Uterine Cancer

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What is Uterine Cancer?

When cancer occurs in the uterus, it is called uterine cancer. The uterus is where the baby grows when a woman is pregnant. The most common type of uterine cancer is also called endometrial cancer because it forms in the lining of the uterus, called the endometrium.

Symptoms of Uterine Cancer

The symptoms of uterine cancers are-
Post-menopausal bleeding (most common symptom)
Heavier period flow than usual
Bleeding between normal periods
Pain in the lower abdomen and during sex
Loss of appetite
Pain in the back, legs or pelvis
Other gynaecological conditions and cancers can also cause unusual vaginal bleeding. It is important that you do not ignore any symptom and meet us at the earliest.

Diagnosis of Uterine Cancer

If you have symptoms or you are at high risk for uterine cancer, you may be recommended an endometrial biopsy or a transvaginal ultrasound used to help diagnose or rule out uterine cancer.

Endometrial Biopsy:

Hysteroscopy or Dilatation and curettage (D&C)
If the TVS/TAS detects changes in the thickness of the lining of the uterus, biopsy from the endometrium is taken using a telescope to visualize the uterine cavity and perform biopsy.
In some cases, a hysteroscopy along with D&C may be offered. D&C is a minor surgical procedure carried out under general anesthesia, to perform endometrial biopsy.
If the laboratory results confirm uterine cancer, one or more additional tests may be suggested to check the spread of cancer

The different stages include:

Stage I

The cancer is found in the uterus only.

Stage IA

The cancer is in the endometrium (inner lining) only or less than halfway through the myometrium

Stage IB

The cancer has spread halfway or more through the myometrium.

Stage II

The cancer has spread into the cervix, but has not spread outside the uterus.

Stage III

The cancer has spread beyond the uterus and cervix, but has not spread beyond the pelvis.

Stage IIIA

The cancer has spread to the outer layer of the uterus and/or to the fallopian tubes and ovaries.

Stage IIIB

The cancer has spread to the vagina and/or to the connective tissue and fat surrounding the uterus.

Stage IIIC

The cancer has spread to the lymph nodes in the pelvis and/or around the aorta (large blood vessel that carries blood away from the heart).

Stage IV

The cancer has spread beyond the pelvis.

Stage IVA

The cancer has spread to the bladder or intestines, but it has not spread to other parts of the body.

Stage IVB

The cancer has spread to other parts of the body.

Treatment of Uterine Cancer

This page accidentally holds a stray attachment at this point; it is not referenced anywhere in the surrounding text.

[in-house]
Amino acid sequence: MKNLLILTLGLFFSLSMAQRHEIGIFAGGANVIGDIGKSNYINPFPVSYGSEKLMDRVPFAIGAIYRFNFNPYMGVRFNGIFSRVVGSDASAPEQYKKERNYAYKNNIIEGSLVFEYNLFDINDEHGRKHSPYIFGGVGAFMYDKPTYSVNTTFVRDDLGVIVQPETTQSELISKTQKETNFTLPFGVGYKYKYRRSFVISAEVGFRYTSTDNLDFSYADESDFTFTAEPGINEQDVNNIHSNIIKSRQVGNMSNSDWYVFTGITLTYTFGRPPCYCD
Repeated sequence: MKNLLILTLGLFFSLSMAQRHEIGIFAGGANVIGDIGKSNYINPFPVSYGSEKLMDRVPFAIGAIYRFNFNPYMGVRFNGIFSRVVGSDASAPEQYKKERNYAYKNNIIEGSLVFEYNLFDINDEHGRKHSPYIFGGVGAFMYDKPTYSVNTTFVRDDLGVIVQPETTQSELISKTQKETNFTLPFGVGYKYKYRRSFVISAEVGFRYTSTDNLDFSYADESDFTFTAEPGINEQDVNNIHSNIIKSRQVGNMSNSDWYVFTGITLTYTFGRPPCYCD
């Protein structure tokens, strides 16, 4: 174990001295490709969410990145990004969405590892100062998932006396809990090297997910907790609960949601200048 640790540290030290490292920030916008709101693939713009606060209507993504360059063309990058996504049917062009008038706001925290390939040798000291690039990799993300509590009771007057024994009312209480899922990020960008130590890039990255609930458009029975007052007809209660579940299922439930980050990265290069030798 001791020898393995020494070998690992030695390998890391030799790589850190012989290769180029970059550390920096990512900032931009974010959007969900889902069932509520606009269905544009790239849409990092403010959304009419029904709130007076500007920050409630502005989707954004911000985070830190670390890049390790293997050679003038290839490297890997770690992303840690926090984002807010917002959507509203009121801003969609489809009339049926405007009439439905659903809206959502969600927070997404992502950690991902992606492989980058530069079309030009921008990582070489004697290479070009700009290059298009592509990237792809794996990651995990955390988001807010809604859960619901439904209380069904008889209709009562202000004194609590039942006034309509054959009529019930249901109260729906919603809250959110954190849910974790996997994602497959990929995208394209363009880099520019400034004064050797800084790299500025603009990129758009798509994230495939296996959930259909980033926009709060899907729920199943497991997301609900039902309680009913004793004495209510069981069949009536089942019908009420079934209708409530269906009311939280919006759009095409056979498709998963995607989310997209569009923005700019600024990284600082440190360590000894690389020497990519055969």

Uterine cancer is treated in several ways depending on the kind of uterine cancer and how far it has spread. Treatments include surgery, chemotherapy, and/or radiation.


Uterine cancer may be diagnosed, staged, and treated during the same surgery. During surgery, the doctor removes as much of the cancer as possible. The following procedures may be used to treat uterine cancer:
Adjuvant treatment
Lymph node dissection
Total abdominal hysterectomy (type I extra fascial radical hysterectomy)

Other Therapy

Radiation: Using high-energy rays (similar to X-rays) to kill the cancer. It can either be external beam radiation therapy (EBRT) or internal radiation (vaginal vault brachytherapy)
Chemotherapy: Using special medicines to shrink or kill the cancer. The drugs can be pills you take or medicines given in your veins, or sometimes both.
Hormone Therapy: Hormone therapy removes hormones or blocks their action and stops cancer cells from growing. Hormones are substances made by glands in the body and circulated in the bloodstream.
Palliative care: Palliative care focuses on improving how one feels during treatment by managing symptoms and supporting patients and their families with other, non-medical needs.

Dr. Monika Pansari

Gynaecologic Cancer Surgeon

Dr. Monika Pansari

Uterine Cancer Surgeon in Bangalore
"Being diagnosed with Uterine Cancer can be challenging. Lots of thoughts come to mind. Do Not Worry.
I , Your Sakhi - Your Friend, am available to guide you & support you in this fight against cancer and Together We Will Win"
I am on a mission to help Women Cancer Patients and thats why I founded Sakhi Oncology.
Do not hesitate to reach me or call me.

To know more, get in touch with a specialist immediately.

Why choose Sakhi Oncology?

Founded by highly experienced female cancer surgeon
Expertise in diagnosing and treating hereditary, rare, or complex cancer cases
Compassionate and experienced team of cancer experts
Latest treatment methods
Personalized Patient care and treatment